Made in Rugby - MP highlights 200 years of the sport

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The celebrations to mark 200 years of the game of rugby kicked off at the weekend and the town’s MP made sure he spread the word among his colleagues in parliament.

Mark Pawsey secured an adjournment debate on Friday, February 3, where he recounted the tale of Rugby School pupil William Webb Ellis, whose actions are celebrated as the birth of a game which, 200 years later, still bears the name of the town where he showed such fine disregard for the rules of football.

This year will see a host of events taking place to mark the 200th anniversary, with the school, the borough council and businesses coming together to celebrate the bicentenary.

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These began on Sunday, February 5, with the start of the Global Pass on The Close at the school.

Rugby MP Mark Pawsey.Rugby MP Mark Pawsey.
Rugby MP Mark Pawsey.

During his speech in parliament, Mr Pawsey also spoke about the impact that the sport of rugby has had through the voluntary and charitable work done by those involved with the game.

This includes the charities Wooden Spoon and the Atlas Foundation, and Premiership Rugby’s HITZ programme which uses the core values of the sport to inspire and motivate young people.Speaking after the debate, he said: “At the beginning of the bicentenary celebrations of the game of rugby, I was honoured to be able to secure a debate in parliament to highlight the unique connection of my constituency – and my home town – to this game played around the world.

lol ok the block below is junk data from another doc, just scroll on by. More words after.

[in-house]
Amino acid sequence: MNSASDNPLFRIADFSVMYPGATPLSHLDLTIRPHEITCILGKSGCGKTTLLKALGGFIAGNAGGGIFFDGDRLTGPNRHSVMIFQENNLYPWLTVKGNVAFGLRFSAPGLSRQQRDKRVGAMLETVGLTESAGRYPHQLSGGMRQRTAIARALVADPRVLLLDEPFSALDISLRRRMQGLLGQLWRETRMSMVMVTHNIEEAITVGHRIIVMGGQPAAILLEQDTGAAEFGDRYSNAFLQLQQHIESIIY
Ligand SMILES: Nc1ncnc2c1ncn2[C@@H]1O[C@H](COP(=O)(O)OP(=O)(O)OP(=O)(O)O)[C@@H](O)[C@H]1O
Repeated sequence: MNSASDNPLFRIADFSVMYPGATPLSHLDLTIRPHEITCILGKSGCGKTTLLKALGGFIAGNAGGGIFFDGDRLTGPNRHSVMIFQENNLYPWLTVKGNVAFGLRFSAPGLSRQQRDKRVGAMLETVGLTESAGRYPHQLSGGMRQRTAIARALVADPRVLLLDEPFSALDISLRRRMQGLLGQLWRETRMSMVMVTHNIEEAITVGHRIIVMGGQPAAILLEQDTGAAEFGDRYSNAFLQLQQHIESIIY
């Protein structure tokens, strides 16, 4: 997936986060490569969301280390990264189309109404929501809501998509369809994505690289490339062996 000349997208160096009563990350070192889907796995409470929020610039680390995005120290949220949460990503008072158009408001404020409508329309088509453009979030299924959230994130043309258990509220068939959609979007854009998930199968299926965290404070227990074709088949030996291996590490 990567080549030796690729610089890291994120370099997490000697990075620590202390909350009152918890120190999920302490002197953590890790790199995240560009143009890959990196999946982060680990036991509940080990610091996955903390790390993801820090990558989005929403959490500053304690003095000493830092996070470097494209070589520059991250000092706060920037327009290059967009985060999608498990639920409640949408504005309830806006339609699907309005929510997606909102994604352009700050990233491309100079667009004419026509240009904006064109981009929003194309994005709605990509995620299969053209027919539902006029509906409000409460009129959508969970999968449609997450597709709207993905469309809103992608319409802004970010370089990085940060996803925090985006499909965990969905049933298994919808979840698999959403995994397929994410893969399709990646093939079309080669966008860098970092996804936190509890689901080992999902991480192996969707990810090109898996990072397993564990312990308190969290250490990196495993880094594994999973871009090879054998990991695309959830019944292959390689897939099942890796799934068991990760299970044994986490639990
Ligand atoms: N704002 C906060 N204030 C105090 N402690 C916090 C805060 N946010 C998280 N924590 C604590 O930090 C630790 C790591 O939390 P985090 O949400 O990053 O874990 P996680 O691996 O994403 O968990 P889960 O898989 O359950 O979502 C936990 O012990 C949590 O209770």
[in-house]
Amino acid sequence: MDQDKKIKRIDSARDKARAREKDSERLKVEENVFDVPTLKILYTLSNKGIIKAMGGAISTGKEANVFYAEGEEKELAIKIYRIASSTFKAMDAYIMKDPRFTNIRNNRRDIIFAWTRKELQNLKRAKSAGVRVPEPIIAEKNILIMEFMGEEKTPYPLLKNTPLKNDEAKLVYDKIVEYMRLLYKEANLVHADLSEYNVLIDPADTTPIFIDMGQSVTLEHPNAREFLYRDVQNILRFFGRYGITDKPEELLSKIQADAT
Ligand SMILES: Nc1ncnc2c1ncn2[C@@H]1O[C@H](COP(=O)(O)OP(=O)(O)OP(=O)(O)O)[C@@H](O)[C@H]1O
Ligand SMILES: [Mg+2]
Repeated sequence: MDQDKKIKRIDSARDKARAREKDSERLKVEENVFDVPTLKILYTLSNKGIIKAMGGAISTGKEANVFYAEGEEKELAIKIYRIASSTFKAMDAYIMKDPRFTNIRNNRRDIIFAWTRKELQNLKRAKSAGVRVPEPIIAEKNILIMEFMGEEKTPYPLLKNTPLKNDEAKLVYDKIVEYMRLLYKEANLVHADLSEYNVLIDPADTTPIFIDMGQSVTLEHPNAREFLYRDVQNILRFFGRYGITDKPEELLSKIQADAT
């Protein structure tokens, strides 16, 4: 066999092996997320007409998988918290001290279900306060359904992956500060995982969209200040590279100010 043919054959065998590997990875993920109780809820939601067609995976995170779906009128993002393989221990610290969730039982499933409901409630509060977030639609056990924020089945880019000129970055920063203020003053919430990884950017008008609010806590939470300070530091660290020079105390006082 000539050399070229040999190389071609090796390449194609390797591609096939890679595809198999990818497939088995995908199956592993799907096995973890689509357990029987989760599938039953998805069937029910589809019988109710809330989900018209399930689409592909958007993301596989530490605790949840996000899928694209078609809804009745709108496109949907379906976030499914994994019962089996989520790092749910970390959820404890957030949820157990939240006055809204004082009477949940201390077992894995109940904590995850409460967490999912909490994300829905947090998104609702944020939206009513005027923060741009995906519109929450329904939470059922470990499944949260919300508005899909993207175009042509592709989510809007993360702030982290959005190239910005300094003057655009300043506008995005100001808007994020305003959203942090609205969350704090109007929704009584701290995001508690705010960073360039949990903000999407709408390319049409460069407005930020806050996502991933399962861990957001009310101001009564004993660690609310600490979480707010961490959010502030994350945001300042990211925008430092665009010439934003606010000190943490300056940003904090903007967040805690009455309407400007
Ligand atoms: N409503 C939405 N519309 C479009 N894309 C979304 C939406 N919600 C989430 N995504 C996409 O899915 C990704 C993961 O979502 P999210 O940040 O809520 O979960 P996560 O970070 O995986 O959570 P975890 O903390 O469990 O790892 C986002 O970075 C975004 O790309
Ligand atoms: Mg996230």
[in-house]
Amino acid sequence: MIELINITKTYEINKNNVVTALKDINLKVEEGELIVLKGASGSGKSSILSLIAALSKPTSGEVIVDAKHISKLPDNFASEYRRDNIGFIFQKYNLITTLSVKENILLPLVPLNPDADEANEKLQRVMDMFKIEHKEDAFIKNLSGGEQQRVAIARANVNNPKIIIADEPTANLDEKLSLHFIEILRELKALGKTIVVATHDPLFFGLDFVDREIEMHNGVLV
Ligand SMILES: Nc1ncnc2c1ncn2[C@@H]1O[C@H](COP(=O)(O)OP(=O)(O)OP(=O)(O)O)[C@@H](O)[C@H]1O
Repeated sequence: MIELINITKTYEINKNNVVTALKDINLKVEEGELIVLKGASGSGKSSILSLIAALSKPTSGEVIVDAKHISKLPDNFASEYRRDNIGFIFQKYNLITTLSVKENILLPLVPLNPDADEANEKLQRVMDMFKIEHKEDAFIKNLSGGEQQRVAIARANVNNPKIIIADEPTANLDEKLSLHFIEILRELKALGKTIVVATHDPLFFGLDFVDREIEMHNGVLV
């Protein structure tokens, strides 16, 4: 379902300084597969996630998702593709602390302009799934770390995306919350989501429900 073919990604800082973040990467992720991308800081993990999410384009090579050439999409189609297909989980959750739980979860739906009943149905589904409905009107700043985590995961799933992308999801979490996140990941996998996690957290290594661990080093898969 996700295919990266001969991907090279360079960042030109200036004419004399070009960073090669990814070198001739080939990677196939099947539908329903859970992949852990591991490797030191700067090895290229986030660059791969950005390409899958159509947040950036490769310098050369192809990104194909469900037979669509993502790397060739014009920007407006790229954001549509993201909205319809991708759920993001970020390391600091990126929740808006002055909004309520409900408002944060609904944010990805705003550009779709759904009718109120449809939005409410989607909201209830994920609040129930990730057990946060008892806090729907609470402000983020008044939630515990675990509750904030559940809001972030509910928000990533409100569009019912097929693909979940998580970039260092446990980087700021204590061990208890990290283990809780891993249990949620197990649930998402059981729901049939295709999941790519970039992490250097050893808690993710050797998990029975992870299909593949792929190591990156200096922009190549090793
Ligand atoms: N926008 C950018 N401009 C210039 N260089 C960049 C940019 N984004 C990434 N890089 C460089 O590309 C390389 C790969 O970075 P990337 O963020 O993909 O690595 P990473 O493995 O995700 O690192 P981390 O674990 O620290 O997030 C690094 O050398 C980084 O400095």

“Over 200 years, rugby football has developed into one of the most popular sports in the world with over 6.6 million registered players and it all started in our town. The bicentenary is a great opportunity, ahead of the men’s Rugby Union World Cup later this year, to really show off the town’s history and heritage.

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“There will be a public festival of arts and education in the town throughout the year, special matches on The Close at Rugby School and then on St George’s Day, we are going to attempt to break the record for the world’s largest scrum – currently set at 2,586 people and we are aiming to have over 3,000 people take part.

“Rugby truly is a team game, bringing people from different backgrounds and abilities together and helping to transform lives across the world.”

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